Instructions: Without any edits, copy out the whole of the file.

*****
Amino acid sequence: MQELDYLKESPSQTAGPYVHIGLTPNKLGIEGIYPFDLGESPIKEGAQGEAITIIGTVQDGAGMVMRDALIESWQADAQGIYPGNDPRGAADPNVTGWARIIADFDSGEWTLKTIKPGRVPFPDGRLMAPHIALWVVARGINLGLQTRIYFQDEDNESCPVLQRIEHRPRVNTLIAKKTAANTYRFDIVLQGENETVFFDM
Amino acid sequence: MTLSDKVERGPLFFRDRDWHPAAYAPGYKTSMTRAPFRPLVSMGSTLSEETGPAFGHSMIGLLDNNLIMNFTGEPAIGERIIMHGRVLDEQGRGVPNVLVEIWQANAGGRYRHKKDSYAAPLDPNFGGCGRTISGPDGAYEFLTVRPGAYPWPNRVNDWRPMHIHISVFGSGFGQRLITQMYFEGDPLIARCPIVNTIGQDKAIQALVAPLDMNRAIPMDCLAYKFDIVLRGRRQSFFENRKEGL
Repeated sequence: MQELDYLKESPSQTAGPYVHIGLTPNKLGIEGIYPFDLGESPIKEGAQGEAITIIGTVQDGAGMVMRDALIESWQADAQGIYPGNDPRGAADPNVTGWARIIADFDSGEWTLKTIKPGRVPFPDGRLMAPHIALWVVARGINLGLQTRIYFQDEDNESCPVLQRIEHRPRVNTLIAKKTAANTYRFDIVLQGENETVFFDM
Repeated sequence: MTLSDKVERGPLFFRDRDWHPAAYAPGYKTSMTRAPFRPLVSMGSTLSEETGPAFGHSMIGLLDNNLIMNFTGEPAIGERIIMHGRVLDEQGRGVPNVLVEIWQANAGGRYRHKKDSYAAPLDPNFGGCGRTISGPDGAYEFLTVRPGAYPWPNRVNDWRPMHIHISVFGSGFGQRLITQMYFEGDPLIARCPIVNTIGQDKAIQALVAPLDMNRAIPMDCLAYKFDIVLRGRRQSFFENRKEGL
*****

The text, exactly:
Amino acid sequence: MQELDYLKESPSQTAGPYVHIGLTPNKLGIEGIYPFDLGESPIKEGAQGEAITIIGTVQDGAGMVMRDALIESWQADAQGIYPGNDPRGAADPNVTGWARIIADFDSGEWTLKTIKPGRVPFPDGRLMAPHIALWVVARGINLGLQTRIYFQDEDNESCPVLQRIEHRPRVNTLIAKKTAANTYRFDIVLQGENETVFFDM
Amino acid sequence: MTLSDKVERGPLFFRDRDWHPAAYAPGYKTSMTRAPFRPLVSMGSTLSEETGPAFGHSMIGLLDNNLIMNFTGEPAIGERIIMHGRVLDEQGRGVPNVLVEIWQANAGGRYRHKKDSYAAPLDPNFGGCGRTISGPDGAYEFLTVRPGAYPWPNRVNDWRPMHIHISVFGSGFGQRLITQMYFEGDPLIARCPIVNTIGQDKAIQALVAPLDMNRAIPMDCLAYKFDIVLRGRRQSFFENRKEGL
Repeated sequence: MQELDYLKESPSQTAGPYVHIGLTPNKLGIEGIYPFDLGESPIKEGAQGEAITIIGTVQDGAGMVMRDALIESWQADAQGIYPGNDPRGAADPNVTGWARIIADFDSGEWTLKTIKPGRVPFPDGRLMAPHIALWVVARGINLGLQTRIYFQDEDNESCPVLQRIEHRPRVNTLIAKKTAANTYRFDIVLQGENETVFFDM
Repeated sequence: MTLSDKVERGPLFFRDRDWHPAAYAPGYKTSMTRAPFRPLVSMGSTLSEETGPAFGHSMIGLLDNNLIMNFTGEPAIGERIIMHGRVLDEQGRGVPNVLVEIWQANAGGRYRHKKDSYAAPLDPNFGGCGRTISGPDGAYEFLTVRPGAYPWPNRVNDWRPMHIHISVFGSGFGQRLITQMYFEGDPLIARCPIVNTIGQDKAIQALVAPLDMNRAIPMDCLAYKFDIVLRGRRQSFFENRKEGL